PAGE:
Project highlights

  • Two field seasons in Deccan Traps, India logging and studying basaltic pahoehoe flows, their volcanic features and collecting samples
  • Study the volcanic stratigraphy and flow relationships to develop a method using GIS and photogrammetry, to assess the emplacement durations of basaltic flows in large igneous provinces.
  • Geochemical analysis of collected basaltic samples to aid stratigraphic correlations as well as quantifying their compositions and gas content for assessment of environmental impacts.

Overview

The Deccan Large Igneous Province (LIP) is associated with the Cretaceous-Paleogene Boundary (KPB) mass extinction event at 66Ma. However, this is not the only environmental crisis it is linked to. Petersen et al. 2016 show a regional warming and extinction event in Antarctica and Hull et al. 2020 constrain an implied major volcanic outgassing event. Both are ~250,000 years before the KPB. Such events suggest a sustained period of large volume volcanic activity. The Thakurvadi Formation in the Kalsubai Sub-group, Deccan, is a prime candidate for this.

The Thakurvadi Fm (Fig. 1a, b) is up to 600m thick and covers ~80,000km2, although its full extent is not known. The flows of the Thakurvadi form a thick, competent part of the Western Ghats Escarpment (WGE; Fig. 1a), with very few weathering horizons. This and the welded appearance of the lobes indicate rapid emplacement with little pause between eruptions. The continuous emission of gasses could have caused the environmental effect ~250,000 years before the KPB.

This project will involve two field seasons. The first will involve logging, photogrammetry and mapping of the Thakurvadi in the WGE to recreate the 3D volcanic architecture and volcanostratigraphy of the welded lobes and establish their size and spatial relationships. Cumulatively, this allows an estimate of the time taken to emplace the entire Thakurvadi Fm. Samples will be collected and analysed using the electron microprobe and SIMS analyses of hosted melt inclusions (pockets of magma trapped in minerals) will enable their sulfur, chlorine, fluorine, carbon and water concentrations to be quantified.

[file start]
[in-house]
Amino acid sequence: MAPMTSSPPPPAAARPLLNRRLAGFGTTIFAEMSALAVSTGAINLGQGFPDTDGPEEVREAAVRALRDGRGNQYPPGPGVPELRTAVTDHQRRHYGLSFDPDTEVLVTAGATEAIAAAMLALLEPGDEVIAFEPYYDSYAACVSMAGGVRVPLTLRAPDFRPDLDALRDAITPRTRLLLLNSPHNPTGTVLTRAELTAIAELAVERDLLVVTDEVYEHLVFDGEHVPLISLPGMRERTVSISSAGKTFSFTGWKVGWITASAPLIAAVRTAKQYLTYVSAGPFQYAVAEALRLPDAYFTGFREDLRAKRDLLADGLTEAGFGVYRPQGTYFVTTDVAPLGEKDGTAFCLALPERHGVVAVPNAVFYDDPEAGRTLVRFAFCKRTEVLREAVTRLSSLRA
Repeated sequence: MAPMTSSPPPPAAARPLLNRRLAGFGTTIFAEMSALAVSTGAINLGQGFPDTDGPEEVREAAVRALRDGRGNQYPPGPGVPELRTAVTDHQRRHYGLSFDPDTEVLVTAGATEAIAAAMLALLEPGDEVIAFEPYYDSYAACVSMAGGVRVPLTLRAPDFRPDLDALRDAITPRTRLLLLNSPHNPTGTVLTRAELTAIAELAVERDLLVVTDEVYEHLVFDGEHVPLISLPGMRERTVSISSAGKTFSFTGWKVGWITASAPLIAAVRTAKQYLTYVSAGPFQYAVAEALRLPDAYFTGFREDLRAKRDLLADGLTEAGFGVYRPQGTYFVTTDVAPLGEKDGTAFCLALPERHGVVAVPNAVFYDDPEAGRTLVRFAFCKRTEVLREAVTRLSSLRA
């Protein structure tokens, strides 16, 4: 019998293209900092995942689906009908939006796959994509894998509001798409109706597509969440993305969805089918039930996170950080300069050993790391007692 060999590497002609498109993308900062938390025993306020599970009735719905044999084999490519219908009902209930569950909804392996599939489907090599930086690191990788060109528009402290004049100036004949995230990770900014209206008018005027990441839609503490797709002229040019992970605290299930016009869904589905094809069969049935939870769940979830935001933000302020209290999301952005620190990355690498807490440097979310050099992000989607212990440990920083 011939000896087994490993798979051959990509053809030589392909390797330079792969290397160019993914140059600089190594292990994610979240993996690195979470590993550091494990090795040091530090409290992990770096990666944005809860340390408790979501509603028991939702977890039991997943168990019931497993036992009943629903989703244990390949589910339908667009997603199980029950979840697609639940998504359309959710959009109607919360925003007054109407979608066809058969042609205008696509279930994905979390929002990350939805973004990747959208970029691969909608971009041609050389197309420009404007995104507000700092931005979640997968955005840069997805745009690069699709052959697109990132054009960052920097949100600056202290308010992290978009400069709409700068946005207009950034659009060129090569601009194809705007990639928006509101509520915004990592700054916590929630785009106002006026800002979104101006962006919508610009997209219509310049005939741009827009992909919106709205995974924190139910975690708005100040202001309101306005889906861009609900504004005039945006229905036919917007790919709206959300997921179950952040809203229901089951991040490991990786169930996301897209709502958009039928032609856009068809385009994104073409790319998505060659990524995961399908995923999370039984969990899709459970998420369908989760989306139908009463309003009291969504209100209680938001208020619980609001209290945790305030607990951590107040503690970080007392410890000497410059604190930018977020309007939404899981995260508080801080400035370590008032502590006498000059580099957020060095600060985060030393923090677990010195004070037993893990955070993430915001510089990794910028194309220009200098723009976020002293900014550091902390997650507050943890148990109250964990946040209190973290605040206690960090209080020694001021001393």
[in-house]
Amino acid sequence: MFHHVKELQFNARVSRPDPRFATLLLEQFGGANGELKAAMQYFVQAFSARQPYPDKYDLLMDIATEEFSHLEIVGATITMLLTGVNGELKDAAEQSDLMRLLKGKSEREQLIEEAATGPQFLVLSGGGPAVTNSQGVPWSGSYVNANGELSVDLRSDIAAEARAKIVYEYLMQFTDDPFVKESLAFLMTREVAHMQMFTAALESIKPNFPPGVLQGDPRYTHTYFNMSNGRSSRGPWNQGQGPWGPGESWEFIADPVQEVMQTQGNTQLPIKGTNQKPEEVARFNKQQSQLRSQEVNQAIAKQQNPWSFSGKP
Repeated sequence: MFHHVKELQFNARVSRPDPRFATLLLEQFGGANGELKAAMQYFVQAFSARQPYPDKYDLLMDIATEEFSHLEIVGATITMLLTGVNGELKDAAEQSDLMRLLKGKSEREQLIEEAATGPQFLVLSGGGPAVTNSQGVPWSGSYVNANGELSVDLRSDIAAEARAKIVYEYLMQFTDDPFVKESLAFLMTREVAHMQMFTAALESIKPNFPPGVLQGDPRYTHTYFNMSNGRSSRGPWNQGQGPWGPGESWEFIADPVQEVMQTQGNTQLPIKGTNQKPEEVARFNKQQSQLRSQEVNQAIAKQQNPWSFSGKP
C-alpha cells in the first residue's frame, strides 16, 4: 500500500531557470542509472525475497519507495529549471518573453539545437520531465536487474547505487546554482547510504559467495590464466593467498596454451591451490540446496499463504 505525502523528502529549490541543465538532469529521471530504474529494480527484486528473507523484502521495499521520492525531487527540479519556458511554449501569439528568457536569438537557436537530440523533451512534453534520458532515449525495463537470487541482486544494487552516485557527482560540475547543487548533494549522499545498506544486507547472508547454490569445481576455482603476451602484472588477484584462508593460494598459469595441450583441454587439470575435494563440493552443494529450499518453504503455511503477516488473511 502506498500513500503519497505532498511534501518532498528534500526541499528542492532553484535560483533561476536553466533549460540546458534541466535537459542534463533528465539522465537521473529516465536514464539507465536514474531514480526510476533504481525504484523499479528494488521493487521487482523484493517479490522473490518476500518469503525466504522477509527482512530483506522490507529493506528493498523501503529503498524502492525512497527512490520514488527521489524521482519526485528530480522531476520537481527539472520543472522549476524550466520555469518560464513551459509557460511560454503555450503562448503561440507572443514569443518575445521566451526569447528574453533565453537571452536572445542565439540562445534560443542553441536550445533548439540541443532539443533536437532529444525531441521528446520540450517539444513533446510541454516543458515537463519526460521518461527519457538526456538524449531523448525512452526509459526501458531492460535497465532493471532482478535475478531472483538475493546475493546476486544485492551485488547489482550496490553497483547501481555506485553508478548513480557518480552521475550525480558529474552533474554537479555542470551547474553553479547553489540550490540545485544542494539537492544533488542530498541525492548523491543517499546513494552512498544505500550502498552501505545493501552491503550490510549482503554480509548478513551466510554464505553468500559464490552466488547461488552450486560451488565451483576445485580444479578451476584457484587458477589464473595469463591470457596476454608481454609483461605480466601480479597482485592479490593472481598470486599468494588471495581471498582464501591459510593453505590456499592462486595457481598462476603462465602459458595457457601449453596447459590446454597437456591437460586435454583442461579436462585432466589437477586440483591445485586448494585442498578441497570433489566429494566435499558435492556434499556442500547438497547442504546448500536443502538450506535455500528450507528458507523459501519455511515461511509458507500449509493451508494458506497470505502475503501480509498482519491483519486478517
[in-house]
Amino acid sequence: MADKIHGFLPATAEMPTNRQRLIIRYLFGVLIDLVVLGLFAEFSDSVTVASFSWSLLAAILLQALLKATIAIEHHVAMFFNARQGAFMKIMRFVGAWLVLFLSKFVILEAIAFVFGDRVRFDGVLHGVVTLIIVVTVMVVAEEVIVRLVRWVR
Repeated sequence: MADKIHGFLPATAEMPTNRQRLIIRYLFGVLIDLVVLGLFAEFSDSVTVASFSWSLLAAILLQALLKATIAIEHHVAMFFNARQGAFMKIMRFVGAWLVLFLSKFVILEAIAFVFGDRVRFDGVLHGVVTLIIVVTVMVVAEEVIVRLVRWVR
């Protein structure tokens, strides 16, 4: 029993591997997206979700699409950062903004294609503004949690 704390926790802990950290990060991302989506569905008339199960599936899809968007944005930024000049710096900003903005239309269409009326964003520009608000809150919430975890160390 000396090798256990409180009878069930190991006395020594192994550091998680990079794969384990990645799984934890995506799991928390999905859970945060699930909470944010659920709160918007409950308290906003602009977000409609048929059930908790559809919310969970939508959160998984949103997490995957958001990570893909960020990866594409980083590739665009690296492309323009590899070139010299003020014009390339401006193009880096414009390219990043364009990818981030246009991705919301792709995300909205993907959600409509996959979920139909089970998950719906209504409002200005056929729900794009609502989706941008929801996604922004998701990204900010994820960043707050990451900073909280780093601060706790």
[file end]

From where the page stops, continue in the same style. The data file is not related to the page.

The second field season will establish whether the style of the Thakurvadi continues further east and will help confirm its association with the pre-KPB environmental perturbation. Geochemical analyses (using a combination of electron microprobe, XRF and ICP-MS techniques), particularly incompatible trace elements, will be used to confirm the presence of Thakurvadi flows by comparing their chemistry with the known chemostratigraphy. The identification and interpolation of formation boundaries will help constrain the volume of the Thakurvadi Formation.

Basic modelling will be undertaken to link the new gas emissions data to the perturbations seen 250,000 years before the KPB.

Host

The Open University

Theme

  • Dynamic Earth

Supervisors

Project investigator

Co-investigators

How to apply

Methodology

The first field season will involve logging, photogrammetry and mapping of the Thakurvadi in the WGE to recreate 3D volcanic architecture and volcanostratigraphy of the welded lobes and establish their size and spatial relationships. Samples will be collected and analysed using the electron microprobe. SIMS analyses of hosted melt inclusions will enable their sulfur, chlorine, fluorine, carbon and water concentrations to be quantified.

The second field season will establish whether the style of the Thakurvadi continues further east and will help confirm its association with the pre-KPB environmental perturbation. Geochemical analyses (electron microprobe, XRF and ICP-MS), particularly incompatible trace elements, will be used to confirm the presence of Thakurvadi flows by comparing their chemistry with the known chemostratigraphy. Identification and interpolation of formation boundaries will help constrain the Thakurvadi Formation volume.

Basic modelling will be undertaken to link new gas emissions data to perturbations seen 250,000 years before the KPB.

Training and skills

Training will be given in:

  • Logging basaltic lava flows.
  • Basic surveying techniques.
  • Using GIS software for spatial modelling
  • Using photogrammetry and creating 3D images
  • Geochemical analytical techniques and data handling skills.
  • Planning and running a successful field trip.
  • The successful candidate will be encouraged to attend relevant conferences. They will also be supported in applying for a placement, and to take part in career-enhancing opportunities such as teaching, science communication and understanding policy.

Partners and collaboration